Retailers shouldn’t neglect the returns process.

Contrary to popular belief, the retail experience does not end the moment a customer pays for a product. In fact, customers have very high expectations when it comes to returns, refunds and exchanges, and want the reassurance that a retailer still cares about them after they have parted with their hard earned cash. However, our recent After Payment Emotional Experience (APEX) report found that 57% of women claim this process is ‘rubbish’, as did half of men. This is in stark contrast to the 93% of retailers that are confident they excel at their returns policy. So where has this disparity come from, and what can retailers do to ensure customers remain satisfied even when they have changed their mind about a purchase? 

Learnings from ASOS.

Firstly it seems with the current state of retail, nothing sparks frustration and anger amongst shoppers like a change in returns or refunds policy. Take ASOS’ recent move to cull some of its 19 million customers accounts because of the change in return rules. Customers found their accounts deactivated as the new rules – which aimed to prevent serial returners taking advantage – came into effect, without fully explaining the reasons as to why their account was chosen.

In this situation, it would’ve been beneficial for ASOS, to be clearer and more open with their customers. It’s undeniable that ASOS is hugely popular, however, this move is likely to impact loyalty, as a quarter of people from our APEX report state that a poorly explained returns policy is the factor most likely to make them avoid a retailer. This goes to show that no matter how big a retailer you are, you really need to consider your returns policy and how it is communicated.

Use data to improve the process.

Ultimately though, returns and refunds are an inconvenience to customers. However this process can be significantly improved by interrogating shopping behaviour alongside payment data. Tokenisation is absolutely key to this capability. Tokenisation replaces a customer’s bank account or card details with a unique identifier, a “token”, which prevents sensitive information from being shared, yet tracks a customer’s transactions online and offline. This gives retailers a 360-degree view of customer behaviour, from a single point of view and is incredibly valuable to retailers as they are able to converge multiple data points, irrespective of channel, offering them the opportunity to capitalise on third party marketing data. For example, by understanding where and when a shopper makes repeat purchases and combining that with other areas of scrutiny around personal details, likes and dislikes, a retailer can deliver relevant, personalised communications that add real value. When it comes to returns, tokenisation provides customers with the flexibility to return products where and when they want to. So if something is purchased online, tokenisation allows them to return in store, in a different country and  currency, completely hassle-free.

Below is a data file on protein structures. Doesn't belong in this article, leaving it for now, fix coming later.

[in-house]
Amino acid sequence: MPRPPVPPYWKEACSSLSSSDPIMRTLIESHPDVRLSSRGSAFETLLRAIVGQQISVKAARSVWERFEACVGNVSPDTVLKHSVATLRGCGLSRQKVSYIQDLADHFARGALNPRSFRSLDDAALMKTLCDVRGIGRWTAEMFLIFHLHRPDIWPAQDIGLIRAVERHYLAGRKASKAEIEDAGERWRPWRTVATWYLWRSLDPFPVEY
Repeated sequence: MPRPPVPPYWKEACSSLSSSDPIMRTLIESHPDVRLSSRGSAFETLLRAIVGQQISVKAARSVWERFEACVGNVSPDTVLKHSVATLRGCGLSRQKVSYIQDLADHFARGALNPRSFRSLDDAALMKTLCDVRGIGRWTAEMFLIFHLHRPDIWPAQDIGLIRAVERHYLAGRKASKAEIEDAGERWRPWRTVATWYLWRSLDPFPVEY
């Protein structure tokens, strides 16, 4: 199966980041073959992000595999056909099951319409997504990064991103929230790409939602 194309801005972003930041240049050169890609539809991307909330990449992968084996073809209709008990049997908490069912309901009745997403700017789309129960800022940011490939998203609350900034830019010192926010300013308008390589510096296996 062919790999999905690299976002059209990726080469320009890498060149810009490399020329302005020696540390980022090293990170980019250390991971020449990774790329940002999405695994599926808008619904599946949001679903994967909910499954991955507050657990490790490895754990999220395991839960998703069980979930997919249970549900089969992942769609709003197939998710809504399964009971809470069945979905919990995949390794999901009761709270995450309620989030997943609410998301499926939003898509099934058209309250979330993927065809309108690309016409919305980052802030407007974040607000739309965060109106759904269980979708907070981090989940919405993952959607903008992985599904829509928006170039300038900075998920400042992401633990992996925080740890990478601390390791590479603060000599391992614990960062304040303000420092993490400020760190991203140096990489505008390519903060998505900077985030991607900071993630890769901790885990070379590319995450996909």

Over time, as more information and insights are gathered, this data becomes even more powerful as a fuller picture of customer spending habits and preferences becomes clear.  These insights coupled with a reduction in data silos enables retailers to become truly omni-channel with a great customer experience sitting squarely at the heart. By becoming a true omni-channel retailer, this approach delivers a long term competitive advantage, unlike the short term, short sighted, pricing strategies that have dominated many of today’s retail strategies and been intrinsic in the demise of others. As a key emotional touch-point in the relationship between retailer and shopper, when done correctly and combined with a suitable long term strategy, payments have the potential to become a key competitive and brand differentiator. 

It’s also worth retailers looking inwards at the retail systems they use, as a good payment system can power the streamlined returns processes that customers demand. Professor Dr Phil Klaus – Professor of Marketing and Customer Experience at the International University of Monaco believes that although “customers may not realise it, payments influence the post-purchase areas they care about most.” 

So, what can retailers do? 

Returns and aftercare procedures are causing unnecessary friction and many shoppers feel that retailers stop caring about them once they have paid. Therefore, retailers must deliver swift and significant improvements in order to retain loyal customers and not put off new ones with a lack of basic services, which should be the standardised norm. Retailers need to start delivering a positive After Payment Emotional Experience (APEX), with refreshing returns policies acting as a starting block.

To find out more about the importance of refunds and returns when it comes to customer experience, then click here to download our full APEX report.